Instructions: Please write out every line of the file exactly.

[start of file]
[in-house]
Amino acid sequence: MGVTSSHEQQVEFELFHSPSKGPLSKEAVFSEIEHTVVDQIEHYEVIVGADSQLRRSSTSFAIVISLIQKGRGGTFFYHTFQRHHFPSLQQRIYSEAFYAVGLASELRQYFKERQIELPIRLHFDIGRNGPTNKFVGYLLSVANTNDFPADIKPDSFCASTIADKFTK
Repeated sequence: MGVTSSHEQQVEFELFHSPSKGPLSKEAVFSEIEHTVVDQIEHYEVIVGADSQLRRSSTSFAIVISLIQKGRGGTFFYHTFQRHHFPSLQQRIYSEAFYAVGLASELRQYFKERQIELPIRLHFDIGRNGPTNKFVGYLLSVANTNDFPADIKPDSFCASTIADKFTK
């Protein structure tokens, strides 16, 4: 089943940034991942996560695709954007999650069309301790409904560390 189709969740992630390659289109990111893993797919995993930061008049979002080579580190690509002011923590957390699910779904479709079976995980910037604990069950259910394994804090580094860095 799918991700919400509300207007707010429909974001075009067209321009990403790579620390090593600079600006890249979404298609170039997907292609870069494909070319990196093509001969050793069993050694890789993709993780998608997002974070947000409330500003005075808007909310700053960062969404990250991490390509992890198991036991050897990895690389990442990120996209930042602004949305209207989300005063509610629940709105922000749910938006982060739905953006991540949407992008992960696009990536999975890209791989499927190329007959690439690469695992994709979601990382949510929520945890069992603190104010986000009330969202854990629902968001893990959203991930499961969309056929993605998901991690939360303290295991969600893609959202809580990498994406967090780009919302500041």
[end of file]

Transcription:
[in-house]
Amino acid sequence: MGVTSSHEQQVEFELFHSPSKGPLSKEAVFSEIEHTVVDQIEHYEVIVGADSQLRRSSTSFAIVISLIQKGRGGTFFYHTFQRHHFPSLQQRIYSEAFYAVGLASELRQYFKERQIELPIRLHFDIGRNGPTNKFVGYLLSVANTNDFPADIKPDSFCASTIADKFTK
Repeated sequence: MGVTSSHEQQVEFELFHSPSKGPLSKEAVFSEIEHTVVDQIEHYEVIVGADSQLRRSSTSFAIVISLIQKGRGGTFFYHTFQRHHFPSLQQRIYSEAFYAVGLASELRQYFKERQIELPIRLHFDIGRNGPTNKFVGYLLSVANTNDFPADIKPDSFCASTIADKFTK
């Protein structure tokens, strides 16, 4: 089943940034991942996560695709954007999650069309301790409904560390 189709969740992630390659289109990111893993797919995993930061008049979002080579580190690509002011923590957390699910779904479709079976995980910037604990069950259910394994804090580094860095 799918991700919400509300207007707010429909974001075009067209321009990403790579620390090593600079600006890249979404298609170039997907292609870069494909070319990196093509001969050793069993050694890789993709993780998608997002974070947000409330500003005075808007909310700053960062969404990250991490390509992890198991036991050897990895690389990442990120996209930042602004949305209207989300005063509610629940709105922000749910938006982060739905953006991540949407992008992960696009990536999975890209791989499927190329007959690439690469695992994709979601990382949510929520945890069992603190104010986000009330969202854990629902968001893990959203991930499961969309056929993605998901991690939360303290295991969600893609959202809580990498994406967090780009919302500041």